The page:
There are now major glamping markets across the world, including in the U.S. (with the largest in California, Texas, New York, Colorado, and Washington), Canada, Australia, and New Zealand, in addition to the aforementioned U.K. While there is still plenty of room to grow across the board, the presence of glamping sites is recognized, albeit not yet on the same level, in Europe, Asia, other parts of North America (Mexico), Central America, and South America.
And who's typically going glamping? Ruben Martinez, Co-Founder of Glamping Hub, said, "Baby boomers and millennials are looking for a change in the way they typically travel, and glamping fits well for both—baby boomers, because they have a disposable income, are looking for comfort, and they've already done it all; millennials, because they're always looking for unique experiences." Martinez went on to tell Forbes:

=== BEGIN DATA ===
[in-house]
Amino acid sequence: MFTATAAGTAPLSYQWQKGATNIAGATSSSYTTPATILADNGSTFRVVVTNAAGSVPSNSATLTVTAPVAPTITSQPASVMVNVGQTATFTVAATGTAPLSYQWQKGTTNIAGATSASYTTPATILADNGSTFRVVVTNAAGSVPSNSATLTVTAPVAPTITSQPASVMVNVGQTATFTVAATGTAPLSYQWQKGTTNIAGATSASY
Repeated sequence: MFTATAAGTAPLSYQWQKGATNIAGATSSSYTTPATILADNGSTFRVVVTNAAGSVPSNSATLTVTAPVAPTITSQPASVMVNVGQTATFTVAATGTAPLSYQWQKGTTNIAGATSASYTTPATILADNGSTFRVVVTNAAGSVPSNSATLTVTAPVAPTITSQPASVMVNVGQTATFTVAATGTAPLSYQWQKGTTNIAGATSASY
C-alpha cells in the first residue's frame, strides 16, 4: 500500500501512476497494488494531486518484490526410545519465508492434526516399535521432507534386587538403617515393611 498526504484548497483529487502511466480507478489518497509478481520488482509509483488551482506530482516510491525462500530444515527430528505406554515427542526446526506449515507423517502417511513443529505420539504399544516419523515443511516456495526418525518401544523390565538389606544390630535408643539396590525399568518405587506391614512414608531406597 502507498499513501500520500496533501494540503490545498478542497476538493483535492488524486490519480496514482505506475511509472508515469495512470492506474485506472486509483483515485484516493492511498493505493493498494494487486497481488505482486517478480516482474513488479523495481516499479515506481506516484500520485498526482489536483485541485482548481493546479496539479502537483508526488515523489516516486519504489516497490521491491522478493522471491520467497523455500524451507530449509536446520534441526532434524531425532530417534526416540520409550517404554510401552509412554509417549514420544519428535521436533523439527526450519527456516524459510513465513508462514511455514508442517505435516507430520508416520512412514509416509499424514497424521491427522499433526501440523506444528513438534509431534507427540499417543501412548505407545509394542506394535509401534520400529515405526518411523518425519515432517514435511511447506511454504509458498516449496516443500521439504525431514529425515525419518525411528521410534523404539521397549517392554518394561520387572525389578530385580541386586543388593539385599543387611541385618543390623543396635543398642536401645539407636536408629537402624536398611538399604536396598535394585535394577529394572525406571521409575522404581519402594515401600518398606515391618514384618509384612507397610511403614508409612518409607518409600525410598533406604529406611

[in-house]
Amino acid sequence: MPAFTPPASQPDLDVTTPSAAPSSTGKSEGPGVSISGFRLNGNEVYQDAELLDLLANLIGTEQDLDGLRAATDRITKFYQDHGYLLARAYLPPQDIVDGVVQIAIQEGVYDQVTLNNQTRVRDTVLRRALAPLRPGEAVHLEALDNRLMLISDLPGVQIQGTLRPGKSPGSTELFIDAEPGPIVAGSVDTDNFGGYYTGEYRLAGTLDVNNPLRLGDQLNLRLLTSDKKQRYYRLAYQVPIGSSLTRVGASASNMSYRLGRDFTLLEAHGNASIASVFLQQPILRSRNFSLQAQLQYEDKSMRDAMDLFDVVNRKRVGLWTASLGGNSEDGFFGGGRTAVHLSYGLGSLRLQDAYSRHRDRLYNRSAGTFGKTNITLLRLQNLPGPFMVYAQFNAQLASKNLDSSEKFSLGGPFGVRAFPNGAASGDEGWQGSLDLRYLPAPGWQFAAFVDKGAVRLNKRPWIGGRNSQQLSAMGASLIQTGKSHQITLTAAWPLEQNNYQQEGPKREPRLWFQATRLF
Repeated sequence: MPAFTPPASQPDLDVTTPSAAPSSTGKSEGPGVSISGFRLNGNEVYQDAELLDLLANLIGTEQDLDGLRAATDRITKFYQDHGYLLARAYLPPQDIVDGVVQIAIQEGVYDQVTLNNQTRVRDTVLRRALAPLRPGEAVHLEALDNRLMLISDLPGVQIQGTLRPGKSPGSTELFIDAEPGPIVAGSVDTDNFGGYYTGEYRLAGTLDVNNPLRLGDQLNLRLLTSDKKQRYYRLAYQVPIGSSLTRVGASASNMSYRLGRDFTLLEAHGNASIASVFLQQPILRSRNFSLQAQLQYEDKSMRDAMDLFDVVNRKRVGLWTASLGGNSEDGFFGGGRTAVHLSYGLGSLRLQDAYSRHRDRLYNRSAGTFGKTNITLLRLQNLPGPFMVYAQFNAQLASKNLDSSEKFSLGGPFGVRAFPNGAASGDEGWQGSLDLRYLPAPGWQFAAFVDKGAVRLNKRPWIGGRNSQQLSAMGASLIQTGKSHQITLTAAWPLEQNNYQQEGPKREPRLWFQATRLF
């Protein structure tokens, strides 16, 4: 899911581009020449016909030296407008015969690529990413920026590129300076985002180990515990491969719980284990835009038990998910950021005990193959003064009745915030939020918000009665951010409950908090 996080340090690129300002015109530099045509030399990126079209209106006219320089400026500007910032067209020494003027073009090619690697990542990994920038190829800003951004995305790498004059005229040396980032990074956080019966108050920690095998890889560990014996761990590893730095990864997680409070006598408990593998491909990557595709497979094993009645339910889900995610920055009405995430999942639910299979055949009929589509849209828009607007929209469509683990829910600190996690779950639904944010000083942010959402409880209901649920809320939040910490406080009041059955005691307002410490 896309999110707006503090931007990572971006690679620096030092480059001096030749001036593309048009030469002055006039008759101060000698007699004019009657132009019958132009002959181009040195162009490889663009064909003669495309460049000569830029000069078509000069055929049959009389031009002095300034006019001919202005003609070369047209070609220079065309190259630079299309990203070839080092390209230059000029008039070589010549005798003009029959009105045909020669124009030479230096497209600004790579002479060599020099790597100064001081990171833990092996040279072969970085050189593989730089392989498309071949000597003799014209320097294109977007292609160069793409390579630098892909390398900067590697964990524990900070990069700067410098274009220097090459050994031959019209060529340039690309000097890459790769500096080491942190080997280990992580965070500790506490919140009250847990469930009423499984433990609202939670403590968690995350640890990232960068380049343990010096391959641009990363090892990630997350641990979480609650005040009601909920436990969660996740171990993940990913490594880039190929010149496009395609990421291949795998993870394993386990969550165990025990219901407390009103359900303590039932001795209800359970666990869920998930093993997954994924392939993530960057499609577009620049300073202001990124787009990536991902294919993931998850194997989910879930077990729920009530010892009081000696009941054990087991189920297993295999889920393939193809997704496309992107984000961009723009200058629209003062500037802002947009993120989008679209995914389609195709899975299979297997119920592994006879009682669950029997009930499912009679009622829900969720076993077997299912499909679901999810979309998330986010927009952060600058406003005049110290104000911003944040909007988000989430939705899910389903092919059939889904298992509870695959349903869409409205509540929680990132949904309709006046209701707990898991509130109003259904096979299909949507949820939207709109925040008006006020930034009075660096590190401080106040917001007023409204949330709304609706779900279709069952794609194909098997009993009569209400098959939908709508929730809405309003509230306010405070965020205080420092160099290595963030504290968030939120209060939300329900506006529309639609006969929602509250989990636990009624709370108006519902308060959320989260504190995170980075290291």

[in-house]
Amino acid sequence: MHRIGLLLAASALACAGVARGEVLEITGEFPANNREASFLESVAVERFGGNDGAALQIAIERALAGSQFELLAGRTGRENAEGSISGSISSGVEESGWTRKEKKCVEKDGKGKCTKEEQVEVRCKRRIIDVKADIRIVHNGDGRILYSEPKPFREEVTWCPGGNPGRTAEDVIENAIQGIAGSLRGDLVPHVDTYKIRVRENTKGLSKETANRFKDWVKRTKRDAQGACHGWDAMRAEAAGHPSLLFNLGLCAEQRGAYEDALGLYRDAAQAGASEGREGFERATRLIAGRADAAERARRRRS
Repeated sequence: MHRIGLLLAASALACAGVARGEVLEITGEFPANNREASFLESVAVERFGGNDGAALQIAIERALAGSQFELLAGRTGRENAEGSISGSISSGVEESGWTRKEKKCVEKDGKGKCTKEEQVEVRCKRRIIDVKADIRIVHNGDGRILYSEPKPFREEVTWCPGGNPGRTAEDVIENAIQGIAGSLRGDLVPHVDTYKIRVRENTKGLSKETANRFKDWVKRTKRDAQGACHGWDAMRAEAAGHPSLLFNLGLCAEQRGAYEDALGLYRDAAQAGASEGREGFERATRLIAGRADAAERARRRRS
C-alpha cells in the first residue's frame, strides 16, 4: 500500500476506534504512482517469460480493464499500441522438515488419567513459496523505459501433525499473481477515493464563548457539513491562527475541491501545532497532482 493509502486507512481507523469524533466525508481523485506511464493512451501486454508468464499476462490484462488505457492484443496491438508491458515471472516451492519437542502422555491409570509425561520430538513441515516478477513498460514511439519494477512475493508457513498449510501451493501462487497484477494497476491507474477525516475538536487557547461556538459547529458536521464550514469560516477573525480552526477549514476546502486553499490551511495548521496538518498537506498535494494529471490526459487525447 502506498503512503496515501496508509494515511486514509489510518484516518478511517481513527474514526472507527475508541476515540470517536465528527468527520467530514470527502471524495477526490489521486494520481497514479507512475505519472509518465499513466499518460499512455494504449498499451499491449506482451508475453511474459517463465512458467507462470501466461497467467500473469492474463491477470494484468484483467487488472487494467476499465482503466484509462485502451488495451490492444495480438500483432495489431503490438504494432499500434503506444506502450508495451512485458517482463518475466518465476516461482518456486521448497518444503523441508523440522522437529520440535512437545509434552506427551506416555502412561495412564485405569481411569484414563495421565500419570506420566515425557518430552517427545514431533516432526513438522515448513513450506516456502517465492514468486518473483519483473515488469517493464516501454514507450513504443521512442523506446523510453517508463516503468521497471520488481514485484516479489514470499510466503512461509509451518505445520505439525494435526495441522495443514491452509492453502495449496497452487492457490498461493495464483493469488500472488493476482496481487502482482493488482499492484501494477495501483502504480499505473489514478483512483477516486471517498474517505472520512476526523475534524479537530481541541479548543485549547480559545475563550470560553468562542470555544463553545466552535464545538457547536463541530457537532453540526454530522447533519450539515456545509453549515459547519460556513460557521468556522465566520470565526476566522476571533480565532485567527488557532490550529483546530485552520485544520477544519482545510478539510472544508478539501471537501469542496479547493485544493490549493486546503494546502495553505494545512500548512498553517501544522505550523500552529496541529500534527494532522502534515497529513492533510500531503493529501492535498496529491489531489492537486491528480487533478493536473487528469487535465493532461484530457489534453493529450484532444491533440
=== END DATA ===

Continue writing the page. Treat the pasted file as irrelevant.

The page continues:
"We find a good number of people who are going glamping live in cities. They're looking to disconnect from day-to-day life but don't necessarily want to travel across the country or go to Europe. They want to be able to take weekend trips within driving distance. They want to be outdoors, but they don't want to rough it. Many Americans are very comfortable with the idea of camping, and glamping offers you everything you love about camping without everything you hate about it."
Further reinforcing the spike in popularity in the U.S. specifically is the start of the American Glamping Association in April 2018 and the Global Glamping Summit event series, the second of which just happened in November 2018 in California.
Want to see what types of glamping are available for you to plan the trip of a lifetime to this year? Click here to explore your options!